The SNP’s polling has dipped, making a dent in its grip on Scottish politics. The independence movement has stalled, with no real chance of a referendum on the cards any time soon…reports Asian Lite News
Scottish National Party leader Nicola Sturgeon on Wednesday unexpectedly announced she would resign after eight years as Scotland’s first minister.
Sturgeon said she knows the “time is now” for her to stand down, adding that it is “right for me, for my party and for the country.” The Scottish National Party leader made the announcement at a press conference in Edinburgh. She will stay in office until a new SNP leader is appointed.
Less than a month ago, Scottish National Party (SNP) leader Nicola Sturgeon said she still had “plenty in the tank” following the shock resignation of New Zealand’s prime minister, Jacinda Ardern.
Now the 52-year-old is headed out the door.
“First, though I know it will be tempting to see it as such, this decision is not a reaction to short-term pressures,” said Sturgeon, who has been facing increasing tensions with the UK government in London over Scottish independence, as well as Westminster’s decision to block a Scottish law intended to allow trans people in Scotland to change their legal gender without a medical diagnosis.
“This decision comes from a deeper and longer-term assessment,” she added.
Sturgeon said she could no longer give her full energy to the job, and that she felt she must say so now. “I have been wrestling with it, albeit with oscillating levels of intensity for some weeks,” the 52-year-old leader said. “Giving absolutely everything of yourself to this job is the only way to do it.”
She said it was difficult to have a private life, noting it was hard to “meet friends for a coffee or go for a walk on your own” and observed that there was a “brutality” to life at the top.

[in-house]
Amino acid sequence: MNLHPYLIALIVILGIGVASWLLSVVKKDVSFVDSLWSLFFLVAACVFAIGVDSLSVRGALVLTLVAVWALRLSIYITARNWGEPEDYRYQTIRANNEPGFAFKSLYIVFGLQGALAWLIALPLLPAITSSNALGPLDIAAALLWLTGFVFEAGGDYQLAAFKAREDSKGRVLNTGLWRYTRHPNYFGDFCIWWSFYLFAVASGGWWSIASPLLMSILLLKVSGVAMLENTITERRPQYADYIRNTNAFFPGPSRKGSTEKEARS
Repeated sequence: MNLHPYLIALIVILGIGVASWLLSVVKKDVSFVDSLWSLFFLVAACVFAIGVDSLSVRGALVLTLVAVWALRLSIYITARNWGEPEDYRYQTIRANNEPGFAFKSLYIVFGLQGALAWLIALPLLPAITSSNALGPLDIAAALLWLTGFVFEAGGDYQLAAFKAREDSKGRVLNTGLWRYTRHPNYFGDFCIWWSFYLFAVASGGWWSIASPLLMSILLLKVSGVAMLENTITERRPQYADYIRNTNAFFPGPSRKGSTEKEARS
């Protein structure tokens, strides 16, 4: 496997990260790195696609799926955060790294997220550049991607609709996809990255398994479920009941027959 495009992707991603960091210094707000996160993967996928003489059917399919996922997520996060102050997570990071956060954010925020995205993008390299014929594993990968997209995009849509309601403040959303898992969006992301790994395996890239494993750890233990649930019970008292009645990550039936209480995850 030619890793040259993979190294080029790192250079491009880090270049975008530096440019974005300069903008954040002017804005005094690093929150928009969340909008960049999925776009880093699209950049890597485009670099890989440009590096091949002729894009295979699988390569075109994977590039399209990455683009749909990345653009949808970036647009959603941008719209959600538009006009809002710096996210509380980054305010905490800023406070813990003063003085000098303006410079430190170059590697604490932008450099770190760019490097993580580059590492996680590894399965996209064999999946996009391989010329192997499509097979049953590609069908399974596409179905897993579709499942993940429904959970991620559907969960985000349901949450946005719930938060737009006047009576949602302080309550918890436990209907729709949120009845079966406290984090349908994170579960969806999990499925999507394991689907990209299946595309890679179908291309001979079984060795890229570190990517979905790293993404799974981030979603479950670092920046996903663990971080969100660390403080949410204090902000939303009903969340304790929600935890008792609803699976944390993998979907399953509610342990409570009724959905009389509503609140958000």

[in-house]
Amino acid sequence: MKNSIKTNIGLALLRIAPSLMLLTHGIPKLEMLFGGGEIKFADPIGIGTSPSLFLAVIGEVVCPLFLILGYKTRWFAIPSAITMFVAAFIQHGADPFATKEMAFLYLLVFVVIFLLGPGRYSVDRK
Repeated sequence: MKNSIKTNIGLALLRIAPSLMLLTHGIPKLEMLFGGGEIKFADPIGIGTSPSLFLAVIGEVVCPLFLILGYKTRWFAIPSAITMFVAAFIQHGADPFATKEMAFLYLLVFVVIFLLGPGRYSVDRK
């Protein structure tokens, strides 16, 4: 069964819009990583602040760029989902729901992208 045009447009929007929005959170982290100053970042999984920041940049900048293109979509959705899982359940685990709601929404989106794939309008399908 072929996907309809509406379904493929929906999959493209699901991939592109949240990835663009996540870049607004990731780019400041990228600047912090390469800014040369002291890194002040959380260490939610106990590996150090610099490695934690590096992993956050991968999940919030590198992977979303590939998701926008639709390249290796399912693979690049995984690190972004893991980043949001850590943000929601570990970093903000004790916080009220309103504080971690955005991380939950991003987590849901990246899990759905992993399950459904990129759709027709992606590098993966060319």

Sturgeon added that she hoped her successor would be “someone who is not subject to the same polarized opinions, fair or unfair, as I now am.”
Wednesday’s shock announcement led to breathless speculation over Sturgeon’s timing, particularly as she had only recently pledged to make the next British general election a de-facto second referendum on Scottish independence.
While Sturgeon underlined that she felt she didn’t have enough left in the tank to perform her duties, her list of political headaches has grown.
The SNP’s polling has dipped, making a dent in its grip on Scottish politics. The independence movement has stalled, with no real chance of a referendum on the cards any time soon.
She has lost support in her party since she attempted to introduce the controversial bill on gender identification, with some polls suggesting a majority of Scots supported the decision of the UK government to use its powers to block the proposal.
And her husband was caught in a scandal at the end of last year, after it was reported he had personally loaned the SNP Pound 100,000.
Notably, when Scotland held a referendum in 2014, voters rejected the prospect of independence by 55 per cent to 45 per cent – but the political landscape then changed, mostly because of Brexit.
A majority of people in Scotland voted to remain in the European Union in the 2016 Brexit referendum, and the SNP successfully used Brexit as a wedge issue, arguing that Scots were dragged out of the EU against their will.
The SNP is due to have a special conference on independence next month. It is now likely it will go into that conference divided and without any certainty of its direction. All of which will make those opposed to independence very happy indeed. (ANI)